An Introduction to Multi-Asset Investing
This article aims to give an introduction as to what multi-asset investing is, explore the advantages and disadvantages of investing in multi-asset funds and gives an insight into future trends in the area.
What is multi-asset investing?
Well, let’s start with the basics. An asset is something from which we can derive value. Standard asset classes include bonds, equities, and cash. A multi-asset fund is therefore one that invests in two or more asset classes. However, these are not limited to the standard asset classes. Other asset classes a multi-asset fund may invest in, include (but are not limited to): real estate, commodities (including energy or precious metals), currencies, inflation, infrastructure, and private equity.
The aim of a multi-asset fund is to generate an attractive return with less risk in comparison to a single asset fund. How do multi-asset funds achieve this? Let us look at an example portfolio that invests in 60% equities and 40% bonds. This is likely to be less risky than an equity-only or bond only investment. This is because both equities and bonds have different risks associated with them. Let us consider a Nike stock and a Brazilian Government Bond, for example, one of the large risks of investing in a Nike stock would be if controversies were to arise about the brand and investors consider the stock to be overvalued and sell it and it goes down in value; one of the large risks associated with a Brazilian Government Bond is the interest rate in the country, if Brazil hikes their interest rate, bonds become less attractive and an investor may lose money. Since it is unlikely that both the brand image and interest rates will change drastically at the same time given that these are uncorrelated events, the risk of the overall portfolio would be reduced as opposed to the same money being invested 100% in the Nike stock or Brazilian Government Bond.
Why invest in multi-asset funds?
There are many benefits to investing in multi-asset funds. The one which we have explored already is the concept of diversification. The fact that the portfolio is exposed to different regions and markets through multiple asset classes reduces the risk of the portfolio because the risks associated with the individual investments are uncorrelated. This means that in times of economic uncertainty the downside risk of the investment is largely reduced. Moreover, it is important to note that “one asset class might outperform during a particular period of time, but historically, no asset class will outperform during every period.” This means that the investor can benefit from the returns and good performance of the different asset classes over different periods of time.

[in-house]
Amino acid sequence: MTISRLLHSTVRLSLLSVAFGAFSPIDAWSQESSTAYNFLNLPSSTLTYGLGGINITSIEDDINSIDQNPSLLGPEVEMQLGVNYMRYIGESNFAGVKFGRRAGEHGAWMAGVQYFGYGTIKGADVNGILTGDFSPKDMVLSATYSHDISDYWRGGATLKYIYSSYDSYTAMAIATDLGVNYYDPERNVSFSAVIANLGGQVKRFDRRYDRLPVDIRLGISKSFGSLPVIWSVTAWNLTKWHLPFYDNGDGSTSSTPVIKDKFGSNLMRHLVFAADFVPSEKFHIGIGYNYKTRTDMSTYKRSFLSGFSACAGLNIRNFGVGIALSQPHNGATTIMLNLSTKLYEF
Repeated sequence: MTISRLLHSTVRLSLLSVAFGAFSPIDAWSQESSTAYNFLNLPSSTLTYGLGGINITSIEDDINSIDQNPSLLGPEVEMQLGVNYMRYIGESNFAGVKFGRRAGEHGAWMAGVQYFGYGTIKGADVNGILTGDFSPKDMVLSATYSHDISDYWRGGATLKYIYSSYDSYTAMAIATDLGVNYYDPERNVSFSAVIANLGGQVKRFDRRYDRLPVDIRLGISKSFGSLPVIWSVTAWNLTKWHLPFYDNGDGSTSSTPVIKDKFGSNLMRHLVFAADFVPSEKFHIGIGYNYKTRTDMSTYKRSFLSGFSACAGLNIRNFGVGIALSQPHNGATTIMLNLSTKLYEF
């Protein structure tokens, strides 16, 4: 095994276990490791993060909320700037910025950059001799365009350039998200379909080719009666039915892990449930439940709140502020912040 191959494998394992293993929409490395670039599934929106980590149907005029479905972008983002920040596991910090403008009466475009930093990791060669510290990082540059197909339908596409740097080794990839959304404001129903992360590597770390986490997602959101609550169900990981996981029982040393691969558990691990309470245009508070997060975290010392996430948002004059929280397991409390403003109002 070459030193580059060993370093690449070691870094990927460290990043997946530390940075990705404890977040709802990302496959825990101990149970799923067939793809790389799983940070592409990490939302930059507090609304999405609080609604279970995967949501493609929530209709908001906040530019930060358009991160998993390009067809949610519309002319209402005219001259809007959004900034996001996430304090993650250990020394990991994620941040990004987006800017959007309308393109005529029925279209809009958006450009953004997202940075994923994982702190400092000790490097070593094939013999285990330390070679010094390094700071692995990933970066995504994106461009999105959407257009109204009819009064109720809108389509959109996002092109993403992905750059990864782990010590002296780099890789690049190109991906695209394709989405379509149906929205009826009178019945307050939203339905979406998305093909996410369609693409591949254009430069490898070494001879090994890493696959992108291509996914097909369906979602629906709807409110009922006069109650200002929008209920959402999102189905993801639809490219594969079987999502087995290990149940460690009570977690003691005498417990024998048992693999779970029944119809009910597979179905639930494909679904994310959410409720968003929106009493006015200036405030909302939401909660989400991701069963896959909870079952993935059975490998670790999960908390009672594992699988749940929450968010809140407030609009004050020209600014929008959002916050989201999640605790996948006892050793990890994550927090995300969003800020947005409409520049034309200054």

Furthermore, as the number of asset classes and regions racks up for an investment team, the level of market expertise they need also rises. By allowing an investment manager to invest in multi-asset investments for you, it would allow you to tap into markets you may not have much knowledge on otherwise. The investment manager can use this expertise to tailor their funds according to their goals. These goals may be geared towards generating an income for example, and the investment team may invest more heavily in bonds in this fund as a result. Moreover, through economies of scale (an economic concept that suggests the more money you put into something the more benefits you will reap), we can see that investing in multi-asset funds may allow an investor (say a retail investor like you and I) to invest in lots of different asset classes which they would not otherwise be able to afford.
What are the downsides of multi-asset investing then?
If you are looking to invest in a fund with very high returns, you have come to the wrong place. As already suggested, where a multi-asset fund does try to gain an attractive return, this is not its sole purpose. It aims to manage a good level of return alongside low levels of risk. If one individual investment in the portfolio is doing very badly (and is largely uncorrelated to the other investments) then the fund is unlikely to take a large hit from this. Equally on the flip side, if one investment is doing very well then, the fund is unlikely to benefit significantly from this as it is likely to make up a small uncorrelated percentage of the fund.
In addition, due to the high level of expertise required to put together and manage a multi-asset fund, the management fees associated with the fund may also be higher. The management fees may be compounded if the multi-asset fund is a fund of funds. A fund of funds is when a fund invests in other funds. So, if the multi-asset fund at Company X invests in its own global equity fund and emerging markets corporate bond fund, then it is a fund of funds. This may be more expensive as a result.
What does the future for multi-asset entail?
When the economy is doing well it seems that no one really stops to think about the significance of diversification. However, when the economy is not doing very well (e.g. in times of recession like in the Great Financial Crisis or Covid-19 pandemic more recently) we begin to recognise the importance of diversification. However, as people begin to learn from their mistakes and as we are still in a period of economic uncertainty, it seems that multi-asset investing is gaining more traction over time.